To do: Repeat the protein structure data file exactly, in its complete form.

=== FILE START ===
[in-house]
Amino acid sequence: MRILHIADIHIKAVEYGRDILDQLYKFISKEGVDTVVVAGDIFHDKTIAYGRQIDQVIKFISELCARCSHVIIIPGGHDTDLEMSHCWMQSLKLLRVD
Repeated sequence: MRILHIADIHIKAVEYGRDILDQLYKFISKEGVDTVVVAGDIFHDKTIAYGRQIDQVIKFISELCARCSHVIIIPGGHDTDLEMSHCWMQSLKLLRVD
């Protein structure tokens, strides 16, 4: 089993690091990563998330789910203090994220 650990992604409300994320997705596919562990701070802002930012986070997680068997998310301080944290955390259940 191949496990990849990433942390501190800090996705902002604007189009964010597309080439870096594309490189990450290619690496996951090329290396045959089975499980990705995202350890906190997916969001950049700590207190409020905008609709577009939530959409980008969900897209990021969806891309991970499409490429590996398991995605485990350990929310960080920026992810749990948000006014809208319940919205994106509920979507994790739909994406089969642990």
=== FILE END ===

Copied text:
[in-house]
Amino acid sequence: MRILHIADIHIKAVEYGRDILDQLYKFISKEGVDTVVVAGDIFHDKTIAYGRQIDQVIKFISELCARCSHVIIIPGGHDTDLEMSHCWMQSLKLLRVD
Repeated sequence: MRILHIADIHIKAVEYGRDILDQLYKFISKEGVDTVVVAGDIFHDKTIAYGRQIDQVIKFISELCARCSHVIIIPGGHDTDLEMSHCWMQSLKLLRVD
């Protein structure tokens, strides 16, 4: 089993690091990563998330789910203090994220 650990992604409300994320997705596919562990701070802002930012986070997680068997998310301080944290955390259940 191949496990990849990433942390501190800090996705902002604007189009964010597309080439870096594309490189990450290619690496996951090329290396045959089975499980990705995202350890906190997916969001950049700590207190409020905008609709577009939530959409980008969900897209990021969806891309991970499409490429590996398991995605485990350990929310960080920026992810749990948000006014809208319940919205994106509920979507994790739909994406089969642990």